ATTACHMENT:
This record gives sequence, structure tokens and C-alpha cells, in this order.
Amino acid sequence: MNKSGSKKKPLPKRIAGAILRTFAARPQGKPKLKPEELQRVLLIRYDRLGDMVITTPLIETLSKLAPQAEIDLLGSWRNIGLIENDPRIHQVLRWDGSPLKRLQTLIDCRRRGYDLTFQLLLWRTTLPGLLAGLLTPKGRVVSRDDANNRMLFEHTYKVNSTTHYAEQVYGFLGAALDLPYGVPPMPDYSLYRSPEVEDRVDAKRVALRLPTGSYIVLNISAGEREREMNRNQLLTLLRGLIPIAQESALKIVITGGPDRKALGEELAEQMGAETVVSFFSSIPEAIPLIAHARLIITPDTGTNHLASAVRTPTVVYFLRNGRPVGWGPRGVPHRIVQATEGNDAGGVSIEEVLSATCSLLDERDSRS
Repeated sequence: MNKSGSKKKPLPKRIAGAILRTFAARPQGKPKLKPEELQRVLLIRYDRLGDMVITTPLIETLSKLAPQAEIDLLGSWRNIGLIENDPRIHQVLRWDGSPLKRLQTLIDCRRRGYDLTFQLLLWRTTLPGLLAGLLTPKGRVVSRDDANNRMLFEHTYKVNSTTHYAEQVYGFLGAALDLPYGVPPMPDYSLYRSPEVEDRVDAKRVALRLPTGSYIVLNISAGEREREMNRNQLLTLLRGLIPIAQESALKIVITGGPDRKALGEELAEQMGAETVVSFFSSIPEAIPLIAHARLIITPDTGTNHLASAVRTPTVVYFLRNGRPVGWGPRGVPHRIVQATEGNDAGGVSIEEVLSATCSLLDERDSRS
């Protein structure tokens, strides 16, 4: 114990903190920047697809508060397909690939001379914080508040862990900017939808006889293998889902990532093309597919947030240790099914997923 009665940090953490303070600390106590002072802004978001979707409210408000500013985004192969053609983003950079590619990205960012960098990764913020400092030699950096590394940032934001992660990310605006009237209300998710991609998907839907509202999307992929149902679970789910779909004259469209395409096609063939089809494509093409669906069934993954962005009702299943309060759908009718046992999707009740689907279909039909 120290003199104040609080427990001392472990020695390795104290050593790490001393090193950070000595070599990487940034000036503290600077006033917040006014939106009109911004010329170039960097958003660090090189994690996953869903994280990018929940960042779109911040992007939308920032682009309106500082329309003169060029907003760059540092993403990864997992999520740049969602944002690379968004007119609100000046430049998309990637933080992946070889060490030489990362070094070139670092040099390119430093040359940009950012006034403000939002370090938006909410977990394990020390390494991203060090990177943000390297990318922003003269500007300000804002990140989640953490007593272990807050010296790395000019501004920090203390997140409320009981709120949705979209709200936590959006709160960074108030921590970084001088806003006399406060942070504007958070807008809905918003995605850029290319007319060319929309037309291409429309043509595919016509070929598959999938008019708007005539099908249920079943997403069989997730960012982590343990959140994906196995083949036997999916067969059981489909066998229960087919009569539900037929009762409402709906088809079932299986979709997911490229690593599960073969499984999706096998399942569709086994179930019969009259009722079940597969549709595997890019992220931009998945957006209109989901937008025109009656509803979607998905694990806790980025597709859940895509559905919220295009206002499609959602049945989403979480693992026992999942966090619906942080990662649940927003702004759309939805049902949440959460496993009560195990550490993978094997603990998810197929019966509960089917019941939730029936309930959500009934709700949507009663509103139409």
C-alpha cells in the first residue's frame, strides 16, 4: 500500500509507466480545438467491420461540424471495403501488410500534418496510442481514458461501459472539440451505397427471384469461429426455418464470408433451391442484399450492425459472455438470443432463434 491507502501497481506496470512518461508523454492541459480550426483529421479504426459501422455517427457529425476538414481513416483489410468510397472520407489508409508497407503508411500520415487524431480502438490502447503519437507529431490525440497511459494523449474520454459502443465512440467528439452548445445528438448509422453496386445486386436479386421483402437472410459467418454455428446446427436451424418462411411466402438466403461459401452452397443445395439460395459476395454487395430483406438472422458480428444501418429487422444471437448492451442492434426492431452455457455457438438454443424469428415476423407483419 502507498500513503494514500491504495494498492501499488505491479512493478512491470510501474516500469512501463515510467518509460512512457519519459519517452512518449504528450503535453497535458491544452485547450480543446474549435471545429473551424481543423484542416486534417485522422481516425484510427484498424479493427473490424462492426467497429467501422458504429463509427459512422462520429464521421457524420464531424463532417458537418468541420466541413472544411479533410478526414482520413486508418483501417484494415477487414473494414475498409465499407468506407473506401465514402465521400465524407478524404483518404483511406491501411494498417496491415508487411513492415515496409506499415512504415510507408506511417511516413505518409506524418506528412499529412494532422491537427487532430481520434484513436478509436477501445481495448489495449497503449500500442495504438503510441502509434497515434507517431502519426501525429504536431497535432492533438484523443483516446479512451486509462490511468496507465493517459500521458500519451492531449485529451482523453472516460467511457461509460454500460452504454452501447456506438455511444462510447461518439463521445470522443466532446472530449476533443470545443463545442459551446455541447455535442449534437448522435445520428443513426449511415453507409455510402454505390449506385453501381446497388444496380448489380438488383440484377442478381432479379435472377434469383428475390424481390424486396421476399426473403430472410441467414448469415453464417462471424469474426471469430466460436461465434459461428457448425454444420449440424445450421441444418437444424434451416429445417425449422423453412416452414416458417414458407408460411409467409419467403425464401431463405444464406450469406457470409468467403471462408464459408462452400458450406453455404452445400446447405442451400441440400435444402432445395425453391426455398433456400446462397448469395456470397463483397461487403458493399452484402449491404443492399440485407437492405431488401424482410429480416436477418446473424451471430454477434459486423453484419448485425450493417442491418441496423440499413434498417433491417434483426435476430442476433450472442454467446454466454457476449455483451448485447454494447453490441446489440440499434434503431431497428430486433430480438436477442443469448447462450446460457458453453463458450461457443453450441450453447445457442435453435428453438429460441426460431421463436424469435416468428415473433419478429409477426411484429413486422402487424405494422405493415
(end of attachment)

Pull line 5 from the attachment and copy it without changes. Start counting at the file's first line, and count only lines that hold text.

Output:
C-alpha cells in the first residue's frame, strides 16, 4: 500500500509507466480545438467491420461540424471495403501488410500534418496510442481514458461501459472539440451505397427471384469461429426455418464470408433451391442484399450492425459472455438470443432463434 491507502501497481506496470512518461508523454492541459480550426483529421479504426459501422455517427457529425476538414481513416483489410468510397472520407489508409508497407503508411500520415487524431480502438490502447503519437507529431490525440497511459494523449474520454459502443465512440467528439452548445445528438448509422453496386445486386436479386421483402437472410459467418454455428446446427436451424418462411411466402438466403461459401452452397443445395439460395459476395454487395430483406438472422458480428444501418429487422444471437448492451442492434426492431452455457455457438438454443424469428415476423407483419 502507498500513503494514500491504495494498492501499488505491479512493478512491470510501474516500469512501463515510467518509460512512457519519459519517452512518449504528450503535453497535458491544452485547450480543446474549435471545429473551424481543423484542416486534417485522422481516425484510427484498424479493427473490424462492426467497429467501422458504429463509427459512422462520429464521421457524420464531424463532417458537418468541420466541413472544411479533410478526414482520413486508418483501417484494415477487414473494414475498409465499407468506407473506401465514402465521400465524407478524404483518404483511406491501411494498417496491415508487411513492415515496409506499415512504415510507408506511417511516413505518409506524418506528412499529412494532422491537427487532430481520434484513436478509436477501445481495448489495449497503449500500442495504438503510441502509434497515434507517431502519426501525429504536431497535432492533438484523443483516446479512451486509462490511468496507465493517459500521458500519451492531449485529451482523453472516460467511457461509460454500460452504454452501447456506438455511444462510447461518439463521445470522443466532446472530449476533443470545443463545442459551446455541447455535442449534437448522435445520428443513426449511415453507409455510402454505390449506385453501381446497388444496380448489380438488383440484377442478381432479379435472377434469383428475390424481390424486396421476399426473403430472410441467414448469415453464417462471424469474426471469430466460436461465434459461428457448425454444420449440424445450421441444418437444424434451416429445417425449422423453412416452414416458417414458407408460411409467409419467403425464401431463405444464406450469406457470409468467403471462408464459408462452400458450406453455404452445400446447405442451400441440400435444402432445395425453391426455398433456400446462397448469395456470397463483397461487403458493399452484402449491404443492399440485407437492405431488401424482410429480416436477418446473424451471430454477434459486423453484419448485425450493417442491418441496423440499413434498417433491417434483426435476430442476433450472442454467446454466454457476449455483451448485447454494447453490441446489440440499434434503431431497428430486433430480438436477442443469448447462450446460457458453453463458450461457443453450441450453447445457442435453435428453438429460441426460431421463436424469435416468428415473433419478429409477426411484429413486422402487424405494422405493415